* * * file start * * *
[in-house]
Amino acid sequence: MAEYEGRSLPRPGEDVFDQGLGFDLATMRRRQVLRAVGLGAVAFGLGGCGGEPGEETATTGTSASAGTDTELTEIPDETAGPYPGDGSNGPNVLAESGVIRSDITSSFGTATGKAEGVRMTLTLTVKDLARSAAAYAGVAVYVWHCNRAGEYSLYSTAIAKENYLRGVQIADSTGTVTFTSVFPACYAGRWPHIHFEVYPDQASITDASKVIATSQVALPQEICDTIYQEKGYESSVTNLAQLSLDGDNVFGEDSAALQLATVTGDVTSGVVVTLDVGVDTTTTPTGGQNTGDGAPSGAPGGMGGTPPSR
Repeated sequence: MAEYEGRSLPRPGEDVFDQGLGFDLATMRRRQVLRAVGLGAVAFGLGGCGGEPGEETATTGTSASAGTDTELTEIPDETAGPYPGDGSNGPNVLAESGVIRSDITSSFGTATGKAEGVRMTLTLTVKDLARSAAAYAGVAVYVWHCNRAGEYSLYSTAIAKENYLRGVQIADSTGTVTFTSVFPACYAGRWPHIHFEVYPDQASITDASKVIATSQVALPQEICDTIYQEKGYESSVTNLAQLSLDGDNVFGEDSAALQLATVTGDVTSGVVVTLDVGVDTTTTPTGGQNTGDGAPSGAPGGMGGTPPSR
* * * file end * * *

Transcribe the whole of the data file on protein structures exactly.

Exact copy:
[in-house]
Amino acid sequence: MAEYEGRSLPRPGEDVFDQGLGFDLATMRRRQVLRAVGLGAVAFGLGGCGGEPGEETATTGTSASAGTDTELTEIPDETAGPYPGDGSNGPNVLAESGVIRSDITSSFGTATGKAEGVRMTLTLTVKDLARSAAAYAGVAVYVWHCNRAGEYSLYSTAIAKENYLRGVQIADSTGTVTFTSVFPACYAGRWPHIHFEVYPDQASITDASKVIATSQVALPQEICDTIYQEKGYESSVTNLAQLSLDGDNVFGEDSAALQLATVTGDVTSGVVVTLDVGVDTTTTPTGGQNTGDGAPSGAPGGMGGTPPSR
Repeated sequence: MAEYEGRSLPRPGEDVFDQGLGFDLATMRRRQVLRAVGLGAVAFGLGGCGGEPGEETATTGTSASAGTDTELTEIPDETAGPYPGDGSNGPNVLAESGVIRSDITSSFGTATGKAEGVRMTLTLTVKDLARSAAAYAGVAVYVWHCNRAGEYSLYSTAIAKENYLRGVQIADSTGTVTFTSVFPACYAGRWPHIHFEVYPDQASITDASKVIATSQVALPQEICDTIYQEKGYESSVTNLAQLSLDGDNVFGEDSAALQLATVTGDVTSGVVVTLDVGVDTTTTPTGGQNTGDGAPSGAPGGMGGTPPSR